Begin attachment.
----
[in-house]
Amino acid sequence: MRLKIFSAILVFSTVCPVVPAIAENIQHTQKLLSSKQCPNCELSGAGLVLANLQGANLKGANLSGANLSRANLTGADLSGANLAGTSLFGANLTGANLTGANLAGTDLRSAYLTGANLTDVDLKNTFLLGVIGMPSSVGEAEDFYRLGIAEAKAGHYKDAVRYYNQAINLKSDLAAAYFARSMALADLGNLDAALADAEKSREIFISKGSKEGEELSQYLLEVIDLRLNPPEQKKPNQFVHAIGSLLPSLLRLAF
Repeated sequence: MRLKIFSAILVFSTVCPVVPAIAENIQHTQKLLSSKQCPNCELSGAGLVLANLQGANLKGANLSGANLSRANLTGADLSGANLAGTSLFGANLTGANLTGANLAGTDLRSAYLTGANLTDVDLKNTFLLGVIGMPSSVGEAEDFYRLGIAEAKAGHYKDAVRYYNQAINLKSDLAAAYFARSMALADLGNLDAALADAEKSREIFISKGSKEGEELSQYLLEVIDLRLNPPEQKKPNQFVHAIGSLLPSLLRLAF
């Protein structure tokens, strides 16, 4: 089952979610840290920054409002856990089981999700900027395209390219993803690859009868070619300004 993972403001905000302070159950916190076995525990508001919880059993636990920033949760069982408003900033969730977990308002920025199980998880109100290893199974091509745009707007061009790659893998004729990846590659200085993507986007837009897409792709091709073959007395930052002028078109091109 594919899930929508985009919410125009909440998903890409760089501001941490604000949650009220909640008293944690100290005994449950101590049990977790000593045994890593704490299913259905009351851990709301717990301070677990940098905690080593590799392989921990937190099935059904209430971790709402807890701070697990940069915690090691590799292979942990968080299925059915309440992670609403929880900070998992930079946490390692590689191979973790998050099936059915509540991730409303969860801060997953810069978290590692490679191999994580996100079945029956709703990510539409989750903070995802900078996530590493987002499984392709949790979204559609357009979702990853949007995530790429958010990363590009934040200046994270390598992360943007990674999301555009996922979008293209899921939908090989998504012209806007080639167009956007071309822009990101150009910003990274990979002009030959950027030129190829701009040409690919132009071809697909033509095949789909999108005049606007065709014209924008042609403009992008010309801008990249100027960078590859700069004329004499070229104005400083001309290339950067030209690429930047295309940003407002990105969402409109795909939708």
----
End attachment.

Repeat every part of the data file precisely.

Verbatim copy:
[in-house]
Amino acid sequence: MRLKIFSAILVFSTVCPVVPAIAENIQHTQKLLSSKQCPNCELSGAGLVLANLQGANLKGANLSGANLSRANLTGADLSGANLAGTSLFGANLTGANLTGANLAGTDLRSAYLTGANLTDVDLKNTFLLGVIGMPSSVGEAEDFYRLGIAEAKAGHYKDAVRYYNQAINLKSDLAAAYFARSMALADLGNLDAALADAEKSREIFISKGSKEGEELSQYLLEVIDLRLNPPEQKKPNQFVHAIGSLLPSLLRLAF
Repeated sequence: MRLKIFSAILVFSTVCPVVPAIAENIQHTQKLLSSKQCPNCELSGAGLVLANLQGANLKGANLSGANLSRANLTGADLSGANLAGTSLFGANLTGANLTGANLAGTDLRSAYLTGANLTDVDLKNTFLLGVIGMPSSVGEAEDFYRLGIAEAKAGHYKDAVRYYNQAINLKSDLAAAYFARSMALADLGNLDAALADAEKSREIFISKGSKEGEELSQYLLEVIDLRLNPPEQKKPNQFVHAIGSLLPSLLRLAF
């Protein structure tokens, strides 16, 4: 089952979610840290920054409002856990089981999700900027395209390219993803690859009868070619300004 993972403001905000302070159950916190076995525990508001919880059993636990920033949760069982408003900033969730977990308002920025199980998880109100290893199974091509745009707007061009790659893998004729990846590659200085993507986007837009897409792709091709073959007395930052002028078109091109 594919899930929508985009919410125009909440998903890409760089501001941490604000949650009220909640008293944690100290005994449950101590049990977790000593045994890593704490299913259905009351851990709301717990301070677990940098905690080593590799392989921990937190099935059904209430971790709402807890701070697990940069915690090691590799292979942990968080299925059915309440992670609403929880900070998992930079946490390692590689191979973790998050099936059915509540991730409303969860801060997953810069978290590692490679191999994580996100079945029956709703990510539409989750903070995802900078996530590493987002499984392709949790979204559609357009979702990853949007995530790429958010990363590009934040200046994270390598992360943007990674999301555009996922979008293209899921939908090989998504012209806007080639167009956007071309822009990101150009910003990274990979002009030959950027030129190829701009040409690919132009071809697909033509095949789909999108005049606007065709014209924008042609403009992008010309801008990249100027960078590859700069004329004499070229104005400083001309290339950067030209690429930047295309940003407002990105969402409109795909939708």